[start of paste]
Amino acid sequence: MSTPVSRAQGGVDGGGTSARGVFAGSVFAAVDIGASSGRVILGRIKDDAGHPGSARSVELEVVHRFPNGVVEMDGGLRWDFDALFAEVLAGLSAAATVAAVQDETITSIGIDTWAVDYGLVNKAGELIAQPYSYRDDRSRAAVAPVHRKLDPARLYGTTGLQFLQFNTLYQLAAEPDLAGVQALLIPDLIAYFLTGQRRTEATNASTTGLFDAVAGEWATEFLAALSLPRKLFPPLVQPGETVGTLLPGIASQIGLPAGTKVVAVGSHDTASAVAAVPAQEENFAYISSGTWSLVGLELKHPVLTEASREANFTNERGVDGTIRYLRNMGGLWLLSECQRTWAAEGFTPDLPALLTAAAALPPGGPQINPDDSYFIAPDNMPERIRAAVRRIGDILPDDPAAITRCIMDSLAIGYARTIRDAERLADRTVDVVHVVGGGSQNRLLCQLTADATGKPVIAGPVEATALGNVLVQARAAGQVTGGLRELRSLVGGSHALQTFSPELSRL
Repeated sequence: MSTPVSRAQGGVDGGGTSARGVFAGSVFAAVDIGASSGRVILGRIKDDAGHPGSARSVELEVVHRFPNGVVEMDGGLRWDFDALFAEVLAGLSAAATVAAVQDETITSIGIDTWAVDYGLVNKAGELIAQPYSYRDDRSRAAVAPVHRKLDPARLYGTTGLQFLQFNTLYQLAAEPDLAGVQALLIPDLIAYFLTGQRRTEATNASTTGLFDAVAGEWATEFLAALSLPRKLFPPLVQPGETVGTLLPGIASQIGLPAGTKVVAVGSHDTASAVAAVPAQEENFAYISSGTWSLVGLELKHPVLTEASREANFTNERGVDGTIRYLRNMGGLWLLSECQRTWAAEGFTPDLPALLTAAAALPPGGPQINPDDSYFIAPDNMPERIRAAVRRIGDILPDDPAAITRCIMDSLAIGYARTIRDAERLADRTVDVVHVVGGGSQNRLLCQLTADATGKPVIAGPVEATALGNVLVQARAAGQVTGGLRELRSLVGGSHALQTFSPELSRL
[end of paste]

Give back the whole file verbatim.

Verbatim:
Amino acid sequence: MSTPVSRAQGGVDGGGTSARGVFAGSVFAAVDIGASSGRVILGRIKDDAGHPGSARSVELEVVHRFPNGVVEMDGGLRWDFDALFAEVLAGLSAAATVAAVQDETITSIGIDTWAVDYGLVNKAGELIAQPYSYRDDRSRAAVAPVHRKLDPARLYGTTGLQFLQFNTLYQLAAEPDLAGVQALLIPDLIAYFLTGQRRTEATNASTTGLFDAVAGEWATEFLAALSLPRKLFPPLVQPGETVGTLLPGIASQIGLPAGTKVVAVGSHDTASAVAAVPAQEENFAYISSGTWSLVGLELKHPVLTEASREANFTNERGVDGTIRYLRNMGGLWLLSECQRTWAAEGFTPDLPALLTAAAALPPGGPQINPDDSYFIAPDNMPERIRAAVRRIGDILPDDPAAITRCIMDSLAIGYARTIRDAERLADRTVDVVHVVGGGSQNRLLCQLTADATGKPVIAGPVEATALGNVLVQARAAGQVTGGLRELRSLVGGSHALQTFSPELSRL
Repeated sequence: MSTPVSRAQGGVDGGGTSARGVFAGSVFAAVDIGASSGRVILGRIKDDAGHPGSARSVELEVVHRFPNGVVEMDGGLRWDFDALFAEVLAGLSAAATVAAVQDETITSIGIDTWAVDYGLVNKAGELIAQPYSYRDDRSRAAVAPVHRKLDPARLYGTTGLQFLQFNTLYQLAAEPDLAGVQALLIPDLIAYFLTGQRRTEATNASTTGLFDAVAGEWATEFLAALSLPRKLFPPLVQPGETVGTLLPGIASQIGLPAGTKVVAVGSHDTASAVAAVPAQEENFAYISSGTWSLVGLELKHPVLTEASREANFTNERGVDGTIRYLRNMGGLWLLSECQRTWAAEGFTPDLPALLTAAAALPPGGPQINPDDSYFIAPDNMPERIRAAVRRIGDILPDDPAAITRCIMDSLAIGYARTIRDAERLADRTVDVVHVVGGGSQNRLLCQLTADATGKPVIAGPVEATALGNVLVQARAAGQVTGGLRELRSLVGGSHALQTFSPELSRL